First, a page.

Alberta halts sale of cannabis vaping devices
Alberta is suspending sales of cannabis vaping devices amid lingering concerns about their health effects, a move that would leave nearly half of the country's consumer market unable to purchase the newly-legal pot product.
Heather Holmen, a spokesperson for the Alberta Gaming, Liquor and Cannabis, the provincial agency responsible for regulating cannabis, said officials are still considering whether to allow the sale of cannabis vape products in the province, but didn't specify when it would begin to offer the product to consumers.
"As you have likely seen, there have been recent reports about the health effects of vaping," Holman told BNN Bloomberg in an email. "Some things being considered include public health impacts and reducing the illicit market. As a result, vape products will not be available in the initial launch of [edibles, extracts, and topicals] in Alberta."
Alberta now joins Quebec and Newfoundland and Labrador in suspending sales of vaping devices, the latest blow for the Canadian legal cannabis industry, which has already been hit by a series of setbacks over the past year. Those three provinces represent 45 per cent of total cannabis sales in the country, according to Statistics Canada. British Columbia recently slapped an additional 20 per cent tax on vape product sales in the province.
Sales of legal pot in Canada reached about $908 million in the first year of availability, according to StatsCan, a figure that underperformed expectations as logistical issues, a still-thriving illicit market, and regulatory barriers weighed on the sector.
However, the launch of next-generation cannabis-infused items was believed to be a much-needed boost to drive sales and introduce new consumers to the sector. Margins for cannabis edibles, extracts and topicals are roughly double what traditional flower is sold for, according to Raymond James.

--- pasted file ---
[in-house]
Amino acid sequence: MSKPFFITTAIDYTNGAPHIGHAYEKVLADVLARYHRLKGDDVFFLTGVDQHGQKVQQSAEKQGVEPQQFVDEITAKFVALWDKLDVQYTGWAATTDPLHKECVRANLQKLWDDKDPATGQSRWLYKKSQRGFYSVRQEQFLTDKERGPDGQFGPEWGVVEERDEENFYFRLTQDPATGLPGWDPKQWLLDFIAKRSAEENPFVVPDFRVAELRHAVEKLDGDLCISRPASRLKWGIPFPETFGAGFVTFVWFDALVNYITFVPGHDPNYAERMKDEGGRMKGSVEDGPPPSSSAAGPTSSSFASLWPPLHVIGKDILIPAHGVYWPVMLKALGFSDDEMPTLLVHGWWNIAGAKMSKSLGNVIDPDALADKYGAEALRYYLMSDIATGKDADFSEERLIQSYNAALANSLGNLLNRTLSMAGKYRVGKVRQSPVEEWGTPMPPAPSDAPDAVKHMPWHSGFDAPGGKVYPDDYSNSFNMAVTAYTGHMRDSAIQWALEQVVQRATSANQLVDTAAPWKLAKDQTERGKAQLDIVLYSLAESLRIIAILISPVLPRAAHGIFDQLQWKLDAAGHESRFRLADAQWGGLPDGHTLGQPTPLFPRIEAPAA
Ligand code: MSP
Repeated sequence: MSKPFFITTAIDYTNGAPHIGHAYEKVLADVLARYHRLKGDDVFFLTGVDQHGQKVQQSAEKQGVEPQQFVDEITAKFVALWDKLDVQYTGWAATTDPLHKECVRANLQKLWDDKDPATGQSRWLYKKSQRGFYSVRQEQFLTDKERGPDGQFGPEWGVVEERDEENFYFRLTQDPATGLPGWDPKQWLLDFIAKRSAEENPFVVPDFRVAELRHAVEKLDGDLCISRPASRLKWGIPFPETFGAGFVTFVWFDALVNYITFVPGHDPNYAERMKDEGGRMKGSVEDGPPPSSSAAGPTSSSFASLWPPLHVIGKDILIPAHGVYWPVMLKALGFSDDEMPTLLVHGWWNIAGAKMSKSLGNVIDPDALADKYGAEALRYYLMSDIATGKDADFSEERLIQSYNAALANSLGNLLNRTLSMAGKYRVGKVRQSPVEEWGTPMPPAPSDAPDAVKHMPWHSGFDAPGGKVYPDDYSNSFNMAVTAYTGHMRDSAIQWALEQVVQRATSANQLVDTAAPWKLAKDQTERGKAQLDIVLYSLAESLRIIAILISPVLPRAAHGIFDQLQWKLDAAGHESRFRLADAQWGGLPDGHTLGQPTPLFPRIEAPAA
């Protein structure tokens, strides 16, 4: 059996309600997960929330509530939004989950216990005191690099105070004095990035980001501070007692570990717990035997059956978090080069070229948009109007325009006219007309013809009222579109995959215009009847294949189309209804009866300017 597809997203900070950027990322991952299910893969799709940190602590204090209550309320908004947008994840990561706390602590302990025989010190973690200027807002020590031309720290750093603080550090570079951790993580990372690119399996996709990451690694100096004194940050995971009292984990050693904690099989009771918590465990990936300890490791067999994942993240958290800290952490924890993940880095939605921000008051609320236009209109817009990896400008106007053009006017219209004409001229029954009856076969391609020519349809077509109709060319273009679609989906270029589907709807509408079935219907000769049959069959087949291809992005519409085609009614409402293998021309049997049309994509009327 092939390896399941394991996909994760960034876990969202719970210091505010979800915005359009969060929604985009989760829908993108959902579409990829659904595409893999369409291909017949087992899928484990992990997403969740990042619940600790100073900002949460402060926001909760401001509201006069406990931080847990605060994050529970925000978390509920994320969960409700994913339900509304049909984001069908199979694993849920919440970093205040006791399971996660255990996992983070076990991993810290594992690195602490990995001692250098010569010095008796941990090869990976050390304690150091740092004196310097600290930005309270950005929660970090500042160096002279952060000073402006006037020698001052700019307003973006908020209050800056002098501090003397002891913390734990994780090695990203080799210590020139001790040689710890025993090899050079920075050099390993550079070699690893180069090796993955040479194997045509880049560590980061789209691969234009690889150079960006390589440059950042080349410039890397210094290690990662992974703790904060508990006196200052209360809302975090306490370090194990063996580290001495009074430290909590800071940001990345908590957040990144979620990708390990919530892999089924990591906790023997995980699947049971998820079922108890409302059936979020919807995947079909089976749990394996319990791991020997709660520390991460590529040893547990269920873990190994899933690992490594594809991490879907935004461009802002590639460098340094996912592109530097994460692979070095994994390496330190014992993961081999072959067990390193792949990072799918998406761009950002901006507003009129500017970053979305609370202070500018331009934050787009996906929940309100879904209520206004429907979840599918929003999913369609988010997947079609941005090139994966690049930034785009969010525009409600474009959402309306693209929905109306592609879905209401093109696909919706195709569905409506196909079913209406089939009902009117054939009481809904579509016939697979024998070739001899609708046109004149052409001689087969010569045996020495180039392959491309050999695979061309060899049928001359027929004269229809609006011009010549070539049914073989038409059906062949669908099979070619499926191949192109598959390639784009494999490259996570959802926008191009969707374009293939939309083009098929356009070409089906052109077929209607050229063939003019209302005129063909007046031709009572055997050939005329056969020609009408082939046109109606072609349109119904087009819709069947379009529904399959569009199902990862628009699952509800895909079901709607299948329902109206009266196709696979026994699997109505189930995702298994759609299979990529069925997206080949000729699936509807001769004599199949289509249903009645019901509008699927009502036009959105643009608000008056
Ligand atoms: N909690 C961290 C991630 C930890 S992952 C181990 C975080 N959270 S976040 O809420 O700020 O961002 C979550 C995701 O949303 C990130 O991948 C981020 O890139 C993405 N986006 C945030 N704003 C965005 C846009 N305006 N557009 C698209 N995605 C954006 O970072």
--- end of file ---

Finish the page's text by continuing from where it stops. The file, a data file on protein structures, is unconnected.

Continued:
Cannabis vapes are estimated to account for 20 per cent of the Canadian recreational market, the second-largest product segment behind dried flower which is expected to make up half of all legal pot sales, according to a report by Eight Capital on Thursday.
Not surprisingly, industry executives were disappointed Alberta would hold off on vape sales, notably in a province that holds the lion's share of retail outlets at the onset of when these Cannabis 2.0 products would be available for sale.
"I think that it’s safe to say that we were shocked by the decision," said Tim Pellerin, general manager of Pax Labs Inc.'s Canadian business. Pax has signed supply deals with several Canadian cannabis producers such as Aphria Inc., Supreme Cannabis Company Inc., and Organigram Holdings Inc. to sell closed pod vape cartridges for the legal market.
"Alberta officials have now left 20 per cent of the Canadian market in the hands of illegal vape producers for an extended period," Pellerin said.
Hugo Alves, chief executive officer of Auxly Cannabis Group Inc., one of the first producers to ship vape devices to Canadian provinces, said that the company is already conducting emission testing on its vaping products to ensure those items are safe for consumption.
"We would obviously love to get our vape products in the Alberta market as soon as possible, but there are a lot of growing pains in this industry and this is another one," Alves told BNN Bloomberg in a phone interview. "We've gone above and beyond current regulatory standards for vapes so we're confident that we can address any regulatory concerns."
Health Canada told BNN Bloomberg in an email last month that, as of Nov. 28, it requested more information on vape products from 34 cannabis licensed producers to provide further details on the ingredients contained in those items.
The federal regulator also said two licensed producers' vape products were identified to be potentially non-compliant and may contain ethyl alcohol and medium-chain triglycerides, commonly found in coconut oil, as ingredients that are known to be harmful when consumed. Those producers told Health Canada they chose to not introduce these products to the market at this time voluntarily.
While Alberta's vape pause comes at a time when the supply of those products is already expected to be slow until summer 2020, the province's policy stance is also likely to drive consumers to the illicit market, which legal operators are already struggling to compete with.
“Providing customers the products they want at the prices they are prepared to pay is absolutely fundamental to being competitive with what is clearly a very efficient and very robust illegal market," said Trevor Fencott, chief executive officer of Fire & Flower Holdings Inc., which operates 25 retail stores in the province.
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